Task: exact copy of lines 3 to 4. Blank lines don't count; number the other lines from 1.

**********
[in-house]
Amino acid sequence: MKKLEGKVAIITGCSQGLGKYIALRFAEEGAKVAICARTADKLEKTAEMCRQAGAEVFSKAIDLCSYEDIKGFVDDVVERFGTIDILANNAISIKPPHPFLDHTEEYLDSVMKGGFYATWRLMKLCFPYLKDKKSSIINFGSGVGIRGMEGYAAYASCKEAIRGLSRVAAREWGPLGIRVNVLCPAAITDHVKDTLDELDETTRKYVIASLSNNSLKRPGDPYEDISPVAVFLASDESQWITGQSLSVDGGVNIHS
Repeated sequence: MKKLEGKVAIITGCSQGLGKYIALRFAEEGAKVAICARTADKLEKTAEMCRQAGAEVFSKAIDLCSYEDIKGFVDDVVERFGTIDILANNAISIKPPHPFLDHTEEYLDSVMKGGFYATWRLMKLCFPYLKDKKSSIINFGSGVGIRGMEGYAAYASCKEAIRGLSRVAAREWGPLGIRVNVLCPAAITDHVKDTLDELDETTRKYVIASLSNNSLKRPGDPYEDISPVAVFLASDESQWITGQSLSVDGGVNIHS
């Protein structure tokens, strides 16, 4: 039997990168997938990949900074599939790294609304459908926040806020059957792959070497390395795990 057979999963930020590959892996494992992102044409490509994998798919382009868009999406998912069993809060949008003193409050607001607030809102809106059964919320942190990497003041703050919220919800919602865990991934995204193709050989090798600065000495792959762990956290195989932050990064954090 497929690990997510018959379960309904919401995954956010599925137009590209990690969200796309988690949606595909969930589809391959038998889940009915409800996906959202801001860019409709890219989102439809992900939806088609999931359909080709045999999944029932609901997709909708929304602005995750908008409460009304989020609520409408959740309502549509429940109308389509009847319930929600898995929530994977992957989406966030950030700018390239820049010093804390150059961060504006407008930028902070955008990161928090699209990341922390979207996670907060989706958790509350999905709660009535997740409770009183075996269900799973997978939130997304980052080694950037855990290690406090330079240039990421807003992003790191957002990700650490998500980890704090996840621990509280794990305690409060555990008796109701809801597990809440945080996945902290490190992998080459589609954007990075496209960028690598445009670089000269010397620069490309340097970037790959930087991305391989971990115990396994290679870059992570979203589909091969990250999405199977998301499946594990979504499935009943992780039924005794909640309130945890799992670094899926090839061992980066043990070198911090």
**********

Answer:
Repeated sequence: MKKLEGKVAIITGCSQGLGKYIALRFAEEGAKVAICARTADKLEKTAEMCRQAGAEVFSKAIDLCSYEDIKGFVDDVVERFGTIDILANNAISIKPPHPFLDHTEEYLDSVMKGGFYATWRLMKLCFPYLKDKKSSIINFGSGVGIRGMEGYAAYASCKEAIRGLSRVAAREWGPLGIRVNVLCPAAITDHVKDTLDELDETTRKYVIASLSNNSLKRPGDPYEDISPVAVFLASDESQWITGQSLSVDGGVNIHS
């Protein structure tokens, strides 16, 4: 039997990168997938990949900074599939790294609304459908926040806020059957792959070497390395795990 057979999963930020590959892996494992992102044409490509994998798919382009868009999406998912069993809060949008003193409050607001607030809102809106059964919320942190990497003041703050919220919800919602865990991934995204193709050989090798600065000495792959762990956290195989932050990064954090 497929690990997510018959379960309904919401995954956010599925137009590209990690969200796309988690949606595909969930589809391959038998889940009915409800996906959202801001860019409709890219989102439809992900939806088609999931359909080709045999999944029932609901997709909708929304602005995750908008409460009304989020609520409408959740309502549509429940109308389509009847319930929600898995929530994977992957989406966030950030700018390239820049010093804390150059961060504006407008930028902070955008990161928090699209990341922390979207996670907060989706958790509350999905709660009535997740409770009183075996269900799973997978939130997304980052080694950037855990290690406090330079240039990421807003992003790191957002990700650490998500980890704090996840621990509280794990305690409060555990008796109701809801597990809440945080996945902290490190992998080459589609954007990075496209960028690598445009670089000269010397620069490309340097970037790959930087991305391989971990115990396994290679870059992570979203589909091969990250999405199977998301499946594990979504499935009943992780039924005794909640309130945890799992670094899926090839061992980066043990070198911090």